How To Support Your Partner Struggling With Depression
One of the most beautiful aspects of being in a relationship is the idea that you get to share and connect with another individual on an intimate level that is only yours.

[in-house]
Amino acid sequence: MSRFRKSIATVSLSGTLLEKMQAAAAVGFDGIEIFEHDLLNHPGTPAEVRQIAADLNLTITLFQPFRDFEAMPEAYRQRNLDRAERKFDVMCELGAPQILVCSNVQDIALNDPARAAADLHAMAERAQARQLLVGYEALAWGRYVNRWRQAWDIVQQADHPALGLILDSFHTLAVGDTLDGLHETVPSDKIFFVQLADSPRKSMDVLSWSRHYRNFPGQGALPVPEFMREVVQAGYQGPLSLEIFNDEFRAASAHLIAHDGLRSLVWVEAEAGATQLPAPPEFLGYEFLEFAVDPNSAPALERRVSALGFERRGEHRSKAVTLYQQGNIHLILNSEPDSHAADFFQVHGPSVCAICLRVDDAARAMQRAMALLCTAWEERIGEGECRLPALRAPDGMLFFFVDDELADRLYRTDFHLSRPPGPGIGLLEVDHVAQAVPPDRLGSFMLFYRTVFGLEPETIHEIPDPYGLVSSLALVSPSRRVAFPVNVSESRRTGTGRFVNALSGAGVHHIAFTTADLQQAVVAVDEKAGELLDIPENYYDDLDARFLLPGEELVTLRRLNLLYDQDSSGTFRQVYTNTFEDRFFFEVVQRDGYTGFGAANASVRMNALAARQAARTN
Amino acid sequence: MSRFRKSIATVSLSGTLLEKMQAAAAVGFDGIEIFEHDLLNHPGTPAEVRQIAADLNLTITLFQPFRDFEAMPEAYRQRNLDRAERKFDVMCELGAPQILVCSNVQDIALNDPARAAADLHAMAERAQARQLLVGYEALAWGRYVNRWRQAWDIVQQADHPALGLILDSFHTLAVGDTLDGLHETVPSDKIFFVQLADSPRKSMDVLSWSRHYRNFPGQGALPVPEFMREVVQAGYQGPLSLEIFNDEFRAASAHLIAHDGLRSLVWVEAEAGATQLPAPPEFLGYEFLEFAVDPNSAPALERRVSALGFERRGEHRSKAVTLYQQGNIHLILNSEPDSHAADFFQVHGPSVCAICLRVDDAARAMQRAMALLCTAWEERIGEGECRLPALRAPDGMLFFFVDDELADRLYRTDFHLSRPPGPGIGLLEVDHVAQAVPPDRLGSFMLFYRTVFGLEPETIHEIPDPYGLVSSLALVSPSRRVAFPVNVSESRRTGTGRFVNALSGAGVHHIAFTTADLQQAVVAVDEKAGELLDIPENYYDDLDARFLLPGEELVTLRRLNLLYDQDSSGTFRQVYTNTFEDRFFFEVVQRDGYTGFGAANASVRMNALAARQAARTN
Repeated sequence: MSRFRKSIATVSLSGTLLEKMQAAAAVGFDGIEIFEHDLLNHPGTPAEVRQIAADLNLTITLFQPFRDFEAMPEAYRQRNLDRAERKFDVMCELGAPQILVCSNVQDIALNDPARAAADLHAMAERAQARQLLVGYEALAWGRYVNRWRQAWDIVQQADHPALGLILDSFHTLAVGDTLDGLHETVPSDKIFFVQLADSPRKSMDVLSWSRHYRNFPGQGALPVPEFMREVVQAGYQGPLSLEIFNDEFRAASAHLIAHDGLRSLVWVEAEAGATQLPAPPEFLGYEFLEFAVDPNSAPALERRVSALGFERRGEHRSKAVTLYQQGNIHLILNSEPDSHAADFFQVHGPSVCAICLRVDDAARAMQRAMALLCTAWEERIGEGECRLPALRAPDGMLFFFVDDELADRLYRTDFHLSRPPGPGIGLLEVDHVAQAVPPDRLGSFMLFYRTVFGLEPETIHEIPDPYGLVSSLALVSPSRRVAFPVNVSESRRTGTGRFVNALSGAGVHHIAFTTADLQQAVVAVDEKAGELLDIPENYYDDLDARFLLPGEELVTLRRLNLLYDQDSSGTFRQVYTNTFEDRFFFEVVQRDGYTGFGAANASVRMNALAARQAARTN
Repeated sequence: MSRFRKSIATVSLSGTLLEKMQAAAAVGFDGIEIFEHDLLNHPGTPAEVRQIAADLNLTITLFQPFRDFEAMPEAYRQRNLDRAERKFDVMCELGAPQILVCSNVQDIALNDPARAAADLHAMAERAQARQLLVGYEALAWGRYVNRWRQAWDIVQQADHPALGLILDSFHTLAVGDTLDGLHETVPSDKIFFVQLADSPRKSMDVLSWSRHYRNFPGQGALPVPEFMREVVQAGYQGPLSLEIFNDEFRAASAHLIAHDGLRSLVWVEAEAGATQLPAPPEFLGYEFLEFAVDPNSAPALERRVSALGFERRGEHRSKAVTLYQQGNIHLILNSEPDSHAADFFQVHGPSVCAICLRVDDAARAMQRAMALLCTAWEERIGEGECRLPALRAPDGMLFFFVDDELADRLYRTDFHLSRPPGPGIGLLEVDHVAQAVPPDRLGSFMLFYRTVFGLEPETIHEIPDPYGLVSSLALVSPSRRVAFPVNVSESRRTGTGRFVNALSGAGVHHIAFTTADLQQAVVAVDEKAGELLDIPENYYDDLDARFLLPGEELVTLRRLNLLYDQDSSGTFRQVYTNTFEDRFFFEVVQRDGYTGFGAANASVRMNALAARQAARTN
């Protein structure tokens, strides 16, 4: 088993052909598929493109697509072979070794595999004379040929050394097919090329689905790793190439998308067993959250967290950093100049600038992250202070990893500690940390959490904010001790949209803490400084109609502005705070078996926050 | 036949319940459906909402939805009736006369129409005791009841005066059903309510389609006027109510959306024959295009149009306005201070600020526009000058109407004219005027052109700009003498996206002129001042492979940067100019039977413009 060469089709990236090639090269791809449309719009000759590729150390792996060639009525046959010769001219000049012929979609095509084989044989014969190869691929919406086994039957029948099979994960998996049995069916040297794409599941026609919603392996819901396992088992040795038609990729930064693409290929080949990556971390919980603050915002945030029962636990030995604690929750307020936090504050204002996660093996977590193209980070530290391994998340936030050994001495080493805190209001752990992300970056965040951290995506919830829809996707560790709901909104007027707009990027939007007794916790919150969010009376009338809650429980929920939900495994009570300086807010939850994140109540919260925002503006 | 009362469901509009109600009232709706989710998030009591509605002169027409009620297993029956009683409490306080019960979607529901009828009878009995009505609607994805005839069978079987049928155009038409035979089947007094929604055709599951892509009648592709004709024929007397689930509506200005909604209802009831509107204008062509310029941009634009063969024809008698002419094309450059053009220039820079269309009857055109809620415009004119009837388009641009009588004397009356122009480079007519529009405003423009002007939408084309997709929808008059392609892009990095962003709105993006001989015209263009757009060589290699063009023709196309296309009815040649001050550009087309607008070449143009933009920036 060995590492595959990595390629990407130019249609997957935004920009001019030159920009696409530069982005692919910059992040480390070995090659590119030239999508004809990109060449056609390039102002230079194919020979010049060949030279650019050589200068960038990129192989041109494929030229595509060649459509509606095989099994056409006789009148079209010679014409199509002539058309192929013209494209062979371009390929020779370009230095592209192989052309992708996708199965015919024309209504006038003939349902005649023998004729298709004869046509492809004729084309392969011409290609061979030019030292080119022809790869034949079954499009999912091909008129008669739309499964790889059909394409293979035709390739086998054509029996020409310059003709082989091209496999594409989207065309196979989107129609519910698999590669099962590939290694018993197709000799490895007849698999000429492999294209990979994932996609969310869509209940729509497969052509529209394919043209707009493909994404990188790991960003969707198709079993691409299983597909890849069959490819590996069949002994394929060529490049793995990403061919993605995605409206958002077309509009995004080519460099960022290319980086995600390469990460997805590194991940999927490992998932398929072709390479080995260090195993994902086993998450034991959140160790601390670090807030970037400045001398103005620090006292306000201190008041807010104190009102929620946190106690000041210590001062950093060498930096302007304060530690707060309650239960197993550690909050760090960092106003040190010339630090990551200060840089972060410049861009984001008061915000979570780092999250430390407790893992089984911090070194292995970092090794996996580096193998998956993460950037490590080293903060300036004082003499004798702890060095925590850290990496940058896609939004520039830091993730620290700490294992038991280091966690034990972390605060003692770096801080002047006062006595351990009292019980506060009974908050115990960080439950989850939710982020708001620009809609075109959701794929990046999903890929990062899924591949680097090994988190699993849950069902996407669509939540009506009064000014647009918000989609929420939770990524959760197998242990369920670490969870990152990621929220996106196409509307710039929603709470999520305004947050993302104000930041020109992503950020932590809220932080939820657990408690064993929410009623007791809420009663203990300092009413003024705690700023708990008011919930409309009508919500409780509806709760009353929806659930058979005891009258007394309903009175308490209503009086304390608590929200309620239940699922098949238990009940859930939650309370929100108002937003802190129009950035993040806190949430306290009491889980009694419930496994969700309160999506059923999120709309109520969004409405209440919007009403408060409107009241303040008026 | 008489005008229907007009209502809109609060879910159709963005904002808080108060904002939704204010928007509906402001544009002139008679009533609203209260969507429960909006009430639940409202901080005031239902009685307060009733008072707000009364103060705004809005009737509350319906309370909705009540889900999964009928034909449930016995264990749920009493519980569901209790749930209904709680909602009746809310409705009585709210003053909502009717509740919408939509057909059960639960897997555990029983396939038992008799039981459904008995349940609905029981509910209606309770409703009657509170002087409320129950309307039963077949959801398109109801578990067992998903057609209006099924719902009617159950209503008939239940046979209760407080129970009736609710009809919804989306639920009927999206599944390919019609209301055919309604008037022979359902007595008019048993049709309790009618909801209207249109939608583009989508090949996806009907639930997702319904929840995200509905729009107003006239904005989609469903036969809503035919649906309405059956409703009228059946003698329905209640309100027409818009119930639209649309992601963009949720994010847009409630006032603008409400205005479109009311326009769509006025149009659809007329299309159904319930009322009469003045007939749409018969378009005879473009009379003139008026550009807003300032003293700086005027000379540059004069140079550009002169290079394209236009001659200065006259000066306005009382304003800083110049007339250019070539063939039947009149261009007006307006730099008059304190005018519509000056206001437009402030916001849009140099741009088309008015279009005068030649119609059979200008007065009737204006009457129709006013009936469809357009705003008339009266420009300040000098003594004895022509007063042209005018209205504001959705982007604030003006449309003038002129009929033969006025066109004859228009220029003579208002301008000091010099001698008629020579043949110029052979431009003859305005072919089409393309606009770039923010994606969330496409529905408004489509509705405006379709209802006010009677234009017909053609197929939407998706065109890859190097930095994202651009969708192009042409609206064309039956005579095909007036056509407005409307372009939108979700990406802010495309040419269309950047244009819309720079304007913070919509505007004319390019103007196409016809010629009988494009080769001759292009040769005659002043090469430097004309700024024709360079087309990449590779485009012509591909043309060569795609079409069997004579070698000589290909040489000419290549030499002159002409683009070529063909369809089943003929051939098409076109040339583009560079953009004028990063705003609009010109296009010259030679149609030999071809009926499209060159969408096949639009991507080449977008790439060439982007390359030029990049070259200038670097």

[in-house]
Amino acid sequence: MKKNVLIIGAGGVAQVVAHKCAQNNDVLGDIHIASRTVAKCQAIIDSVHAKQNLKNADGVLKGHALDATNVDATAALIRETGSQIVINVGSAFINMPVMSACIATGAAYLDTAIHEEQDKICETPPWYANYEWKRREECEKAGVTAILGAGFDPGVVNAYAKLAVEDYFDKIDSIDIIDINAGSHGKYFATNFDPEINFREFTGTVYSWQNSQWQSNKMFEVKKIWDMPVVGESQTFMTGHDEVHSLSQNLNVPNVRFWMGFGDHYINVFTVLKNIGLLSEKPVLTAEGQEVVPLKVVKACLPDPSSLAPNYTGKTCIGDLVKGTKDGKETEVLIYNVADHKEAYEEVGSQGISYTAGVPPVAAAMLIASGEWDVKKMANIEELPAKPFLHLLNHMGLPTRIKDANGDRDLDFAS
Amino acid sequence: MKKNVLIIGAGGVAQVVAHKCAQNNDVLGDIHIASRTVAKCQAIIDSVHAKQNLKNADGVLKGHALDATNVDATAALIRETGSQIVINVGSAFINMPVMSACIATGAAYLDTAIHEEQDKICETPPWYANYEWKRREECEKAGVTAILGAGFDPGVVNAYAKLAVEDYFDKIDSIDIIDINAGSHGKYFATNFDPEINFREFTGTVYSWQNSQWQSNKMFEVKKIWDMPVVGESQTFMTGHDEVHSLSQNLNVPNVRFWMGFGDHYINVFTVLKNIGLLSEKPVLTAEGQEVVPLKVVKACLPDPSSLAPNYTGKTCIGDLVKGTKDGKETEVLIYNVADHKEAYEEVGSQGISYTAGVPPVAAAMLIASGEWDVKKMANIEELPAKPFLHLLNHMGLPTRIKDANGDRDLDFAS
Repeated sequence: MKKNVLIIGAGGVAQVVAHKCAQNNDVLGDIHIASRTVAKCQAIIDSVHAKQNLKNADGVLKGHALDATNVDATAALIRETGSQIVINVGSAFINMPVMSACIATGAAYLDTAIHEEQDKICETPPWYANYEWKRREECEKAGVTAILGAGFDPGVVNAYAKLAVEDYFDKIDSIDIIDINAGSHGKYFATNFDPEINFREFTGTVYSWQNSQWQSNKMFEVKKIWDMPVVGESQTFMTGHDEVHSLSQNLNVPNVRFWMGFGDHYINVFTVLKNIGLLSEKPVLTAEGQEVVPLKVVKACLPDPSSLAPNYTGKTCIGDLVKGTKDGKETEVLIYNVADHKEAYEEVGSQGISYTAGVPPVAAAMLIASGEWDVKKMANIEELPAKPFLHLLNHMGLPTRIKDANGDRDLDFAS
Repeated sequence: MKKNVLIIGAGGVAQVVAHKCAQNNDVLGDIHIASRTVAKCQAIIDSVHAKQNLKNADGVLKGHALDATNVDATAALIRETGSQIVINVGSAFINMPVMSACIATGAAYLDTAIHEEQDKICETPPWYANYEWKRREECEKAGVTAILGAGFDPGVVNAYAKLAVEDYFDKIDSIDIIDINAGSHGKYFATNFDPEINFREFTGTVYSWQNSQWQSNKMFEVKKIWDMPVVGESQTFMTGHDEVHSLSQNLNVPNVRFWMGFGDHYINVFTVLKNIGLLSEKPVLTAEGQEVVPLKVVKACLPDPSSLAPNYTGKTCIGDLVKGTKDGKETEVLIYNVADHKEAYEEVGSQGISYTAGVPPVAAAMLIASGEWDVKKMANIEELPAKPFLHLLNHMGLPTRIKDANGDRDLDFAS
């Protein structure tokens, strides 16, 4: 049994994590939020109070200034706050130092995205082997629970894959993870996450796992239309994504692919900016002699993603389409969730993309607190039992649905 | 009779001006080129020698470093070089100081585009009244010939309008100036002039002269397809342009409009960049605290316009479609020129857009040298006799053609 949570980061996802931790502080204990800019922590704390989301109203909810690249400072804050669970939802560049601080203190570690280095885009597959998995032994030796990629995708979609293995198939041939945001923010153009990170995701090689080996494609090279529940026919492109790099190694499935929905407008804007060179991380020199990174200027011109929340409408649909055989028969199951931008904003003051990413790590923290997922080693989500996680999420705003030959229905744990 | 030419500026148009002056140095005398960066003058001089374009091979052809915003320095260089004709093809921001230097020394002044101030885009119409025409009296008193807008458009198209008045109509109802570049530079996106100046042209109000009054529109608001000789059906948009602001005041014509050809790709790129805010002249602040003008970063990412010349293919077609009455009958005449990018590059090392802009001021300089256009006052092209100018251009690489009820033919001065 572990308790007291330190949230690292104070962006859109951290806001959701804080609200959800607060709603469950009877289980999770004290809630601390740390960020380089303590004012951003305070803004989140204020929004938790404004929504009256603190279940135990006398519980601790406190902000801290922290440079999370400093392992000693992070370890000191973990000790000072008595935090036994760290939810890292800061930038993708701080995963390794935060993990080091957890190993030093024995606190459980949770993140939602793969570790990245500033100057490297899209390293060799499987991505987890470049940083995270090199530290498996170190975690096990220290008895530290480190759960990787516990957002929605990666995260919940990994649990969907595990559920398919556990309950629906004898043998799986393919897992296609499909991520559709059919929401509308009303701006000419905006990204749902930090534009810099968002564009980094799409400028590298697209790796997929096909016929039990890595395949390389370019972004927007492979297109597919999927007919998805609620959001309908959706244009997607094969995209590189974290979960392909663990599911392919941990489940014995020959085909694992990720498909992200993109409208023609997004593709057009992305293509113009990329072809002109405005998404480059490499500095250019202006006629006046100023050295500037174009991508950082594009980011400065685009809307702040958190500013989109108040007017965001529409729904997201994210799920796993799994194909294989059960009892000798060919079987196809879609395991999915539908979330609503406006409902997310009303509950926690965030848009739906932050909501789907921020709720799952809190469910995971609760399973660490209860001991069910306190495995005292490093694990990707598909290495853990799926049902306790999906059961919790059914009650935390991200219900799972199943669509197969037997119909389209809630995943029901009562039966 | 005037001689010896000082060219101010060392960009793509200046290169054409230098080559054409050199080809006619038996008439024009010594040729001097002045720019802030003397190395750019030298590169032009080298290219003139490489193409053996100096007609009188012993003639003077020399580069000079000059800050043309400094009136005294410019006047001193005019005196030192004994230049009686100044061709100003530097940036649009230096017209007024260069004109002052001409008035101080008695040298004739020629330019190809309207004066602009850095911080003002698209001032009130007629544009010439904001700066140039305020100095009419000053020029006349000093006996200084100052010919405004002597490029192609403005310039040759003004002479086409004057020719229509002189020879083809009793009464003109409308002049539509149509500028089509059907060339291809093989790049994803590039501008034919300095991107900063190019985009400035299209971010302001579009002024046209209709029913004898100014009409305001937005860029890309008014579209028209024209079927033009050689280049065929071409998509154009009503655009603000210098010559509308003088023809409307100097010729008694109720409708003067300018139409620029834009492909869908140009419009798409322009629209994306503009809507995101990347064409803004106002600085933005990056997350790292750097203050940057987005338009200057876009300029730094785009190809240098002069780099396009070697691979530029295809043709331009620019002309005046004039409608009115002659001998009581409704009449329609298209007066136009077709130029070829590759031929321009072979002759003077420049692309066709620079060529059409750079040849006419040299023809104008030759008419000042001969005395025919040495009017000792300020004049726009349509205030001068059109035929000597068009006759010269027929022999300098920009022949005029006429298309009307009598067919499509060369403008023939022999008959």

It’s like a little secret the two of you share — a world that is only yours to have and to hold. One of the many tricky parts of this, however, is trying to understand the other when they’re in a place you’ve never dealt with before. When your significant other is suffering from depression, it can prove to be a significant challenge, creating what seems to be a lot of distance between the two of you. But the important thing to remember during moments like this is that it doesn’t mean your relationship is in danger. So long as you confront it head on, and together, you can weather the storm and come out stronger than ever. This is how: It can be difficult not to take your partner’s symptoms of depression personally, but it’s important that you remember that how they’re acting is not a reflection of who you are, or how they necessarily feel about you. During depression, everything seems to feel much more significant than it actually is. A person suffering from depression may exhibit signs of lethargy and disinterest, which keeps them from feeling motivated to do their normal feel-good activities with you, be intimate, or even simply get out of bed. This can, in turn, feel very personal, as you struggle to live your life knowing you cannot be touched, smiled at, or enjoy things you typically like with your partner during this difficult time. But again, it has nothing to do with you. In fact, it’s extremely easy to mistake this interaction with your partner suffering from depression as an unhealthy relationship. This is because it goes against the grain of what typically signifies a healthy, successful relationship: communication, a healthy sex life, the desire to explore and adventure together, positivity, support, and more. So what do you do? It’s not like you can give up your own wellbeing in order to fix someone else’s. It’s time to come up with a plan. Just because your partner’s depression isn’t your fault doesn’t mean you can’t help them get treatment. Being loving and supportive is one of the best things you can do, so it’s important that you are extremely understanding of their negative energy. But if you want to help them, they need to be willing and able to let you, so continuing to communicate remains key. How can you do this? You can take practical steps that will help deal with the underlying issue at hand. You can begin by educating yourself about depression, encouraging them to stick to their goals, and even tracking their progress. And one of the best ways you can help is to go to therapy together. Mental help professionals come from an outside approach that is equal parts informative as much as it is comforting and healing. Sometimes just listening and allowing is key. You may not even have to respond as much as it is about listening. Getting treatment for depression can prove to provide a lot of breakthroughs, but don’t forget that, while there is a light at the end of the tunnel, and a lot of positivity along the way, it doesn’t mean the switch can simply be turned on or off as simply as you may think. Your partner may, and likely will, have bad days, and when that happens, you cannot get down on yourself or your partner. It’s easy to feel hopeless, or even angry, and react by trying to push your partner to get back on track. But a single bad day doesn’t mean everything you’ve both worked toward was a waste. And if you do act poorly, you may send them back in the other direction, so be careful with your words and your actions during times like these, and just try to simply give them their space. Just because you may feel like you have all the tools to get through this difficult time, doesn’t mean it’s not going to get the best of you on occasion. But try to become aware of the situations and things that stress you out and bring you down, and, along with your partner, communicate what these triggers are (for them as well), and make a game plan that you will not cross these boundaries unless it is communicated that it is now a safe place. This also means identifying what you need to be healthy, happy, supported, and supportive. This might mean that you have a designated time each day to be alone; to dive into a hobby that makes you feel complete. It might even mean being extremely sociable, surrounding yourself with strangers at a yoga class or close friends over dinner. Depression is a slippery slope, and as someone who is dealing with it as an outsider, it can feel like you are constantly walking on egg shells, but it’s important to open up the lines of communication, make a plan, and connect throughout the struggle. This also means letting your partner know when you feel unhappy, too. Pick and choose what you feel is worth discussing, and always ensure you are not keeping anything bottled up that might explode in a more detrimental way later. If you are capable of internally working through the smaller things, that might be a good idea, but never let your wellbeing suffer. Together, with open minds and open hearts, you can find your way to a place at which you both feel comfortable, happy, and healthy. .
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